Forty-two states permit some youth to be included on their sex-offender registry, even though research shows that only small fractions of juvenile sex offenders recidivate as adults, according to the Juvenile Law Center.
More than 200,000 people are on sex-offender registries based on offenses they committed when they were children, according to the report, “Labeled for Life: A Review of Youth Sex Offender Registration Laws.”
And in six states, some of those registrants cannot get off the list for the rest of their lives, even though the report cites at least three empirical studies that conclude that placing children on registries neither prevents nor reduces sexual violence.
“Rather, placing young people on registries fuels cycles of homelessness, incarceration and trauma, for both the registrant and survivors,” the report says. It says about 90% never grow up to be accused of committing a sexual offense.
The consequences of being on a registry for even a short time can be so catastrophic for youth that the Juvenile Law Center report concludes by calling for major legislative changes at the state and federal levels, as well as litigation, “to eradicate youth registration” nationwide.
“Many young people face registration as a consequence of developmentally normal behavior, including playing doctor, streaking sexting, and consensual teen romances,” the report says.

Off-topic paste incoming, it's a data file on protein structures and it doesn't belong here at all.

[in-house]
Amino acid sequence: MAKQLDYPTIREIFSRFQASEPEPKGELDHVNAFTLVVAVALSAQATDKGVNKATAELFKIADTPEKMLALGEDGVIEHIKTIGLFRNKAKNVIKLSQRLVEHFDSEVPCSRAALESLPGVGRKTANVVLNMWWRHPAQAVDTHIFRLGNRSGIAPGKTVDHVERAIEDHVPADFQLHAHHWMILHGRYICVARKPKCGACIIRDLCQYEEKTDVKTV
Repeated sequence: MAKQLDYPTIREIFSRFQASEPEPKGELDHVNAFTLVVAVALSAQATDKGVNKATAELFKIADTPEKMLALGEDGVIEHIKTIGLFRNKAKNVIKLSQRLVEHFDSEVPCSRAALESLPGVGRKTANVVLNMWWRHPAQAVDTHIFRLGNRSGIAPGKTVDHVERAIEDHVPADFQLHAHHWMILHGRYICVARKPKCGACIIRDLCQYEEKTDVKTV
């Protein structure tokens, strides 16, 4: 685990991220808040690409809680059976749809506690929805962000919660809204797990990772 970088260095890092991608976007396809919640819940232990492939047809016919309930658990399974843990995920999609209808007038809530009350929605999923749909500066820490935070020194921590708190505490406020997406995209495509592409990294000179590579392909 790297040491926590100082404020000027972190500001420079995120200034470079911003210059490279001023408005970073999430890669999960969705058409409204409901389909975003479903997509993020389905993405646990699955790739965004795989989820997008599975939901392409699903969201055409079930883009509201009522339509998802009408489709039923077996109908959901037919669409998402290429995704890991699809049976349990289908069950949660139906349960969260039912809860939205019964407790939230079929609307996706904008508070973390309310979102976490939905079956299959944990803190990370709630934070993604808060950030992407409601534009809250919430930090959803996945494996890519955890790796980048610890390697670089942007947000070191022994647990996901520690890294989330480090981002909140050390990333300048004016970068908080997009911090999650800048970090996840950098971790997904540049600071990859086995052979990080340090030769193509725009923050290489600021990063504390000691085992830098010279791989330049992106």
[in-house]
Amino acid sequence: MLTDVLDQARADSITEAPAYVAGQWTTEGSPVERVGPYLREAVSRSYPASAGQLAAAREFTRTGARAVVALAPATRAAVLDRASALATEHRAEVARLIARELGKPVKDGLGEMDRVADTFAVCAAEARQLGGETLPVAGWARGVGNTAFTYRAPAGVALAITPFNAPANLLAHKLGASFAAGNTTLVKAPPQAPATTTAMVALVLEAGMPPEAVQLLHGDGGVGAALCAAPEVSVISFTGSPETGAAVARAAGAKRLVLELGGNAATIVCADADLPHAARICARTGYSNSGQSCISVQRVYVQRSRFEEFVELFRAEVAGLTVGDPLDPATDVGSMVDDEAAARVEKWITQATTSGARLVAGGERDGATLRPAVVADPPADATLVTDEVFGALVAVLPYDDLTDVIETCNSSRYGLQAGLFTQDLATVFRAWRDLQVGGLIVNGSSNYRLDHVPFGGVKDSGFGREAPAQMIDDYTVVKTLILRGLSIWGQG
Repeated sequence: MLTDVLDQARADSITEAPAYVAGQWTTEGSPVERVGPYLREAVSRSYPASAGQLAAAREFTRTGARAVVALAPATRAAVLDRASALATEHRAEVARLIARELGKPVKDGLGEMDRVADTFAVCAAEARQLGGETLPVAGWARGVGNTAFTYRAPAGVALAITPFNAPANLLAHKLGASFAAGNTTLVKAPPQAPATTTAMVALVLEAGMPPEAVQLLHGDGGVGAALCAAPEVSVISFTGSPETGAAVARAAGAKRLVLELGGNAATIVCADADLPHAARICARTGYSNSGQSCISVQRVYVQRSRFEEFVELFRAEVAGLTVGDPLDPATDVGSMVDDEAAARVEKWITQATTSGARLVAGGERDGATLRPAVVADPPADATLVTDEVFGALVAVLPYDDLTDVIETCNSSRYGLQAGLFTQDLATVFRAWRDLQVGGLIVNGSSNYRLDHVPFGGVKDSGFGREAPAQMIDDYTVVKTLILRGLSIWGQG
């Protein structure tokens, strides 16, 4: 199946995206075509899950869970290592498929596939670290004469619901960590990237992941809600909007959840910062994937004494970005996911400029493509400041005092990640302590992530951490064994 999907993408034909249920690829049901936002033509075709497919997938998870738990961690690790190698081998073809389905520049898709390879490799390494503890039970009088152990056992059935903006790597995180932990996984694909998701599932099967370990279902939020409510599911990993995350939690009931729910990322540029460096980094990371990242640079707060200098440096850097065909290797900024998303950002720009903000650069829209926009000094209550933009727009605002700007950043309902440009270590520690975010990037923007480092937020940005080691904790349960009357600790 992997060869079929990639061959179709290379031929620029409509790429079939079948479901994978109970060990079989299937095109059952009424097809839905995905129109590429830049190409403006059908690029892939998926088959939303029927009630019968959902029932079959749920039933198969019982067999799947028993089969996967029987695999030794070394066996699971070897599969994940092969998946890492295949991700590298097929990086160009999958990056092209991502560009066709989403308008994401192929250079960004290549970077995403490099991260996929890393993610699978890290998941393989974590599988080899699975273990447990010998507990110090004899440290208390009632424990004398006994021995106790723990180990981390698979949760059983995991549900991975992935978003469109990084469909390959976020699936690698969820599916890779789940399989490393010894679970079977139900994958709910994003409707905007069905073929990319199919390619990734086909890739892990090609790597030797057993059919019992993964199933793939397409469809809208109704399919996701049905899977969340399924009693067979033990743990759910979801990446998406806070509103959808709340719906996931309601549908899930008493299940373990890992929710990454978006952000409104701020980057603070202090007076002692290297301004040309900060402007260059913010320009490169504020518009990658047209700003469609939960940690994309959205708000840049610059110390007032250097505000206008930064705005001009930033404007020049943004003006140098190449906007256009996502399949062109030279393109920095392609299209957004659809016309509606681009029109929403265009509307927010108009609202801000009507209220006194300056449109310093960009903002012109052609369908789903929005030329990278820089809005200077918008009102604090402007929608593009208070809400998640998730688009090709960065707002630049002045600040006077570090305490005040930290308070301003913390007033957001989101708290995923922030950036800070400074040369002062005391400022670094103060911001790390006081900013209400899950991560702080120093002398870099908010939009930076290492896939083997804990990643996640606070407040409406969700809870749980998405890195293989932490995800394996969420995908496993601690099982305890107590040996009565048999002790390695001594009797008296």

But states’ sex-offender registry laws vary widely in terms of what offenses require registration, the age of youth who may be placed on it, for how long they must remain on it, whether there is community notification, the existence, size and frequency of registration fees, and whether registrants are restricted in how close they can live to a school and whether they can work or volunteer at a day care center.
Missouri went so far as to forbid homes with a registrant living there to give out Halloween candy, and they must post a sign saying so and keep the porch light off.
Of the 42 states that require certain youth to register as sex offenders, 38 spell out the specific offenses that can lead to listing, and two states allow youth registration only for rape convictions.
Only six states (Arkansas, Connecticut, Indiana, Michigan, Missouri and Wisconsin) make exceptions for registration based on the age differences between the perpetrator and victim.
In the 33 states that have age exceptions to registration, two teenagers engaged in a sexual relationship could be deemed delinquent and required to register as sex offenders.